By Lasca Randels
WARSAW — Kosciusko County Commissioners passed a resolution endorsing people’s freedom to choose when it comes to COVID-19 vaccines at their meeting Tuesday, May 25.
County Attorney Ed Ormsby read aloud the “Resolution for Healthcare Freedom and Privacy and Against Mandatory COVID-19 Immunization Requirements.”
A link to the full document can be found at the bottom of this article.
The first item of the resolution reads, “This resolution is not to suggest that a COVID-19 vaccine should or should not be taken by any individual. Instead, this resolution is in support of individual liberty and freedom of choice.”
Item 10 references “so called COVID-19 immunization passports” that are being used in other states and localities, such as the Excelsior Pass being used in New York and the requirement by Indiana University that all students produce proof of COVID-19 immunizations before returning to school in the fall.
“As a county, the county health department is still fully engaged in providing vaccinations to our residents of Kosciusko County so for the people who would like to have the vaccination, we’re still providing those services,” said Kosciusko Commissioner Vice-President Cary Groninger.
“There are plenty of appointments at our county health department so this is something we just feel, as commissioners, you guys ought to have that choice to be able to decide whether or not you want the vaccination or not and not have it dictated by a government entity whether or not you need to have it…we want to provide that service and we are, but we want that to be your choice, not ours.”
“Government overreach is getting to be a norm in our country,” Commissioner President Bob Conley added. “And I think constitutionally since we’re a constitutional sanctuary county, I think it’s imperative that we let everyone who visits or comes to this county know that this is how we stand and what they can expect while they’re here.”
In another matter, commissioners approved a zoning ordinance amendment presented by Kosciusko Area Plan Assistant Planner and Floodplain Administrator Matt Sandy.
The amendment, Sandy said, is related to “conflict that we keep running into in Ag District and residential moving out into that.”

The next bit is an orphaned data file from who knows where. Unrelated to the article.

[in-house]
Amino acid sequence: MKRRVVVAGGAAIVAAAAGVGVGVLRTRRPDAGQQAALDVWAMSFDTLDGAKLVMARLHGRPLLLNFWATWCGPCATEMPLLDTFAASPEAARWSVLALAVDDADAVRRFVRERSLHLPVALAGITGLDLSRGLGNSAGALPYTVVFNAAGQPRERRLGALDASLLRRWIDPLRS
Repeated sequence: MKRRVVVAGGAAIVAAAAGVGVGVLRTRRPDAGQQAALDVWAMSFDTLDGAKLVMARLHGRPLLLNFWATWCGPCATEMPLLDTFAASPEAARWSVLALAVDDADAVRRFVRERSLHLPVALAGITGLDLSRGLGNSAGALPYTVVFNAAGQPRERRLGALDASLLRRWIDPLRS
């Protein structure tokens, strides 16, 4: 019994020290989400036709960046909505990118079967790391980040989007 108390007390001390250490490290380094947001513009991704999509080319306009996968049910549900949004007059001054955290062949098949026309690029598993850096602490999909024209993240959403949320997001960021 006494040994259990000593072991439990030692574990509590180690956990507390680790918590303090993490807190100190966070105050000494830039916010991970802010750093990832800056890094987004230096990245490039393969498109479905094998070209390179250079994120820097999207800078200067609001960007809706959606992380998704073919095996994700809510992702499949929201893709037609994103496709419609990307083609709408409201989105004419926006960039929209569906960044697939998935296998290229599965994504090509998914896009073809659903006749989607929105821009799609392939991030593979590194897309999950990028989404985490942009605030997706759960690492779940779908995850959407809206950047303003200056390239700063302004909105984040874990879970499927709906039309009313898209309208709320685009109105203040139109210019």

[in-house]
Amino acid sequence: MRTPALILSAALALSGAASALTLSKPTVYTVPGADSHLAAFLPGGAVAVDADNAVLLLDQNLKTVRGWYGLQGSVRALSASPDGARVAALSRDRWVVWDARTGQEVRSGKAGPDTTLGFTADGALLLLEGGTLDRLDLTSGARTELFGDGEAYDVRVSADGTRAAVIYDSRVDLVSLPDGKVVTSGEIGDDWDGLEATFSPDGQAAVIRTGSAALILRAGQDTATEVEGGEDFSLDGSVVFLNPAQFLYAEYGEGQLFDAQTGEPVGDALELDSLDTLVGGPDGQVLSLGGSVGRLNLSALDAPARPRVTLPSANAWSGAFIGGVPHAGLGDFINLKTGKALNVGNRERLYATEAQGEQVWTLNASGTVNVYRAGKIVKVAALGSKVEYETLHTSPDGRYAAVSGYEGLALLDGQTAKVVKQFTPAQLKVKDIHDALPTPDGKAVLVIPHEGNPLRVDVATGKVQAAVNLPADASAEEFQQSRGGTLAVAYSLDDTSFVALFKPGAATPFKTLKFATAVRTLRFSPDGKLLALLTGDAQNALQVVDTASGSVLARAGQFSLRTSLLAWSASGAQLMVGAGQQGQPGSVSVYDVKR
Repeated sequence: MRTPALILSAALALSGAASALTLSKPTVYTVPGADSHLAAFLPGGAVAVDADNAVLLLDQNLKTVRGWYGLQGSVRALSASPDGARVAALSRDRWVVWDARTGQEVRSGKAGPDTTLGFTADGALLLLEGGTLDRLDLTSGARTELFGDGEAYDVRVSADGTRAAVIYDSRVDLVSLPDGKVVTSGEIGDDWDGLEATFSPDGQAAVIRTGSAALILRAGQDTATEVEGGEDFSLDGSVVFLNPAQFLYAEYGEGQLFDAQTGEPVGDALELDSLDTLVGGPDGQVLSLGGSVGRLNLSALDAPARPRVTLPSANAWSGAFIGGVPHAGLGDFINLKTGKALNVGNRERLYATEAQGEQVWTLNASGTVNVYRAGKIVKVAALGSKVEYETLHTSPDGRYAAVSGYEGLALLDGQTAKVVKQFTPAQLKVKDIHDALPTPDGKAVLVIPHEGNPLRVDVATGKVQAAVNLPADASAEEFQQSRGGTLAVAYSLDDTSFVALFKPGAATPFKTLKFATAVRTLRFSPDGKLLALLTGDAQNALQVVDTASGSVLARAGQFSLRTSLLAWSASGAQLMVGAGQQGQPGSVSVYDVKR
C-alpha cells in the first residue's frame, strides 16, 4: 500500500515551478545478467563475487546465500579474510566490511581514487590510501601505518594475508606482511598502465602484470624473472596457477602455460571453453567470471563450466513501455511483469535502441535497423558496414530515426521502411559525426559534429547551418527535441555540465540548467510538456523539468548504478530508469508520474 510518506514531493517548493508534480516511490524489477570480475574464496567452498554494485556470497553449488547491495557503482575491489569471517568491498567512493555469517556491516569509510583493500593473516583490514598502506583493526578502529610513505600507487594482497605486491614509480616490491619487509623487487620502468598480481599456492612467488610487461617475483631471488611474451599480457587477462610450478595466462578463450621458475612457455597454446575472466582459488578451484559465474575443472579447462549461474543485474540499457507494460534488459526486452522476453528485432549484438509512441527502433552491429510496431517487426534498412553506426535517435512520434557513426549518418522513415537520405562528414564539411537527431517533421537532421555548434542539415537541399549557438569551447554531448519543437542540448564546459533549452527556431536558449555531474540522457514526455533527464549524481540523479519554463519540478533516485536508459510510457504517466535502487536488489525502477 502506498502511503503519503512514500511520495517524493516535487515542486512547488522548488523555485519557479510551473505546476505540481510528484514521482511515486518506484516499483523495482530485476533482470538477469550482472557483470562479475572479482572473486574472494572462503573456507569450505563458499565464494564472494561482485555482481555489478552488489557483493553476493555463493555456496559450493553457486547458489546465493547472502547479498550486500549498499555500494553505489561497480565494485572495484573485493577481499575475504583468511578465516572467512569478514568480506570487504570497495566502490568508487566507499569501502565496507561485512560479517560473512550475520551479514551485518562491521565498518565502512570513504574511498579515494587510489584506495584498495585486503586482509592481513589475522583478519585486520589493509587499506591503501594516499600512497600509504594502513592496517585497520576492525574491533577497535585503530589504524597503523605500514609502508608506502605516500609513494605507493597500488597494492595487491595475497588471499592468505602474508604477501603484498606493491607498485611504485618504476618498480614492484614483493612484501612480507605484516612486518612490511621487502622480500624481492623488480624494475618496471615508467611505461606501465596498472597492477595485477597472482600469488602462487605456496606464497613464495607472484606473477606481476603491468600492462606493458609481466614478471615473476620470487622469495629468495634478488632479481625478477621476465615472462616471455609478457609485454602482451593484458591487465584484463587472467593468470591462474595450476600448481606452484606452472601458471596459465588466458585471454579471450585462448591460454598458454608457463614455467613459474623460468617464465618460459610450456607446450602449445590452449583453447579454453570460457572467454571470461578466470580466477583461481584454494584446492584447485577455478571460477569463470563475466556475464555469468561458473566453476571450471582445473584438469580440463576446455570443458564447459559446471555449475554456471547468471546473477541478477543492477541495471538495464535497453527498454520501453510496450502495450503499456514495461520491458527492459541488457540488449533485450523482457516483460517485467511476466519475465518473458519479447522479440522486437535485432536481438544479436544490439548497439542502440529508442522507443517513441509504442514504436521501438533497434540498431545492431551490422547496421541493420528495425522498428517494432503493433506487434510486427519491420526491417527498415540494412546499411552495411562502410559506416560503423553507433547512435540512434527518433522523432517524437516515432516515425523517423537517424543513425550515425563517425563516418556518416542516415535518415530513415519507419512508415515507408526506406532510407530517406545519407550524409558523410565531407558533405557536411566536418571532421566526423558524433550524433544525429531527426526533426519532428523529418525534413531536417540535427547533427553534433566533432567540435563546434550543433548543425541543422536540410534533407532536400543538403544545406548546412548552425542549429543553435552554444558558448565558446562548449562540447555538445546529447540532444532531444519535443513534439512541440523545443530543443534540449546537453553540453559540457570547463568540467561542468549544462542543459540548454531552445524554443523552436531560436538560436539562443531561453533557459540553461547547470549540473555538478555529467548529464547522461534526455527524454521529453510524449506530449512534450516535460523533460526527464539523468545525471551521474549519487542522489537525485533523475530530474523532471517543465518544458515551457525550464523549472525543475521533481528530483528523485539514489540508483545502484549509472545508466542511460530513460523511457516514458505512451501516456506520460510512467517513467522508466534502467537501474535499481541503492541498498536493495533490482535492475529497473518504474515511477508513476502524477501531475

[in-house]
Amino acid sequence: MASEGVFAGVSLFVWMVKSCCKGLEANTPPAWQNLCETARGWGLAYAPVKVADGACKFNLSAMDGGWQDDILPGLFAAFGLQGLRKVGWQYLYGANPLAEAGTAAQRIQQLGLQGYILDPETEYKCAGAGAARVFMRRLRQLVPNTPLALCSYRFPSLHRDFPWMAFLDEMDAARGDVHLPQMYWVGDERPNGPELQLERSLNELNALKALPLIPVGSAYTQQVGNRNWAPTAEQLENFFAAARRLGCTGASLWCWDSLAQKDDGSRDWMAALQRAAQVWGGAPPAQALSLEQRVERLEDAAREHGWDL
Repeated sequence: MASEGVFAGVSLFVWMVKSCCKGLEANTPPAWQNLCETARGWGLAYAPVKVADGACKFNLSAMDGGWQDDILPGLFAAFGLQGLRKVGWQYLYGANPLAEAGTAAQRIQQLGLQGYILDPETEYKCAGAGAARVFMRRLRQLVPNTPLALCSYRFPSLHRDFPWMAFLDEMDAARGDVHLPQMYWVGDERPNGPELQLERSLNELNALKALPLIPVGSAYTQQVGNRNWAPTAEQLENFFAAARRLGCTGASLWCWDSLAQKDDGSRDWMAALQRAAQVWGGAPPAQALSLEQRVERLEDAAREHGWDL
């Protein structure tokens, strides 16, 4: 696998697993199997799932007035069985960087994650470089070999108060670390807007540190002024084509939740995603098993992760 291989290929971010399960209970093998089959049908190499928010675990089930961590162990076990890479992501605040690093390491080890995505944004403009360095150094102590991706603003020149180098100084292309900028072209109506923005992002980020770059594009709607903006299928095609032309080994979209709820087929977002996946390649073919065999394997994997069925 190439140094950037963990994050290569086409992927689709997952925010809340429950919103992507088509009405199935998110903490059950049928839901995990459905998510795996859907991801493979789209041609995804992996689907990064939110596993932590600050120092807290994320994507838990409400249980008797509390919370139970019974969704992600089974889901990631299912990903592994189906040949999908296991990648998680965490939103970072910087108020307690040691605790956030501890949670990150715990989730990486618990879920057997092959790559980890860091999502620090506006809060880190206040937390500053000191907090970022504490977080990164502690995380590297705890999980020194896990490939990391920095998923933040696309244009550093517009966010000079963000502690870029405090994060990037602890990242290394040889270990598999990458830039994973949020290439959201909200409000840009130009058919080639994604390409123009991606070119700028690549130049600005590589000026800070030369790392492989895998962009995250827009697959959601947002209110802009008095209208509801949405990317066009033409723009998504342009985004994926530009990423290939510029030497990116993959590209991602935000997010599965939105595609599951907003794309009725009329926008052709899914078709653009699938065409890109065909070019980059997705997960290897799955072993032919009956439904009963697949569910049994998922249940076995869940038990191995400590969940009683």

Sandy said a new home was recently built in an agricultural district and the APC received letters of complaint about agricultural operations going in.
“They asked what we could do to stop it. We looked into it, but you’re in an Ag District so nothing can be done. You moved to them,” Sandy said.
This led to discussion about what could be done to avoid some of the ‘after the fact’ concern.
“These practices can cause some disruption to life, but those are normal agricultural processes that you should expect,” Sandy said. “So, with that, we looked at adding a requirement to any permit issued to a structure in an Ag district. With that, they would have to sign a disclaimer and have it recorded to cross reference the deed, simply making them aware that agricultural processes do exist and that these are normal practices.”
The ordinance amendment clarifies that this pertains to both Ag and Ag II districts.
Sandy then told commissioners that the Kosciusko Area Plan Commission, Attorney Steve Snyder and the Kosciusko County Highway Department are working on a compromise to a request by Michael Irving to vacate a public way on EMS D15 Lane. That issue had been continued to the May 25 meeting.
Sandy’s request that the issue be continued to the commissioners’ June 22 meeting was approved.
Two school bus drivers, Tammy Wise and Gwen Ostrom, spoke out against the potential closing of a portion of South CR 400E, west of Sidney.
“We’ve heard rumblings that the railroad would like to close CR 400E at the crossing just west of Sidney. I’d like to share some concerns,” Wise told commissioners.
Wise spoke about the number of people who live in North Manchester and travel 400E to and from work to jobs in Warsaw.
“If this is closed, that would put that traffic onto Packerton Road, which is already busy enough. We have a lot of accidents at Packerton Road and SR 14 and this would just increase the chance of more accidents,” Wise said. “The farm machinery that uses 400E, school buses, this would just greatly impact their travel, emergency vehicles also, on getting to the south side.”
“I drive a school bus too and I have kids on both sides on CR 400E, which if that was closed, I’d have to go to Packerton Road or go to Sidney and hope the train isn’t parked there,” Ostrom said. “And with farm equipment, it would be a big major problem if they close CR 400E.”
Conley told the women “nothing has been etched in concrete” regarding a decision and thanked them for their input.
In other news:
- A request by County Highway Superintendent Steve Moriarty for an emergency expenditure for Bridge 30 repair was granted.
- Groninger gave an update regarding a regional economic development initiative that the county will be applying for through the Indiana Economic Development Corporation.
- The next regular meeting will be 9 a.m. June 8.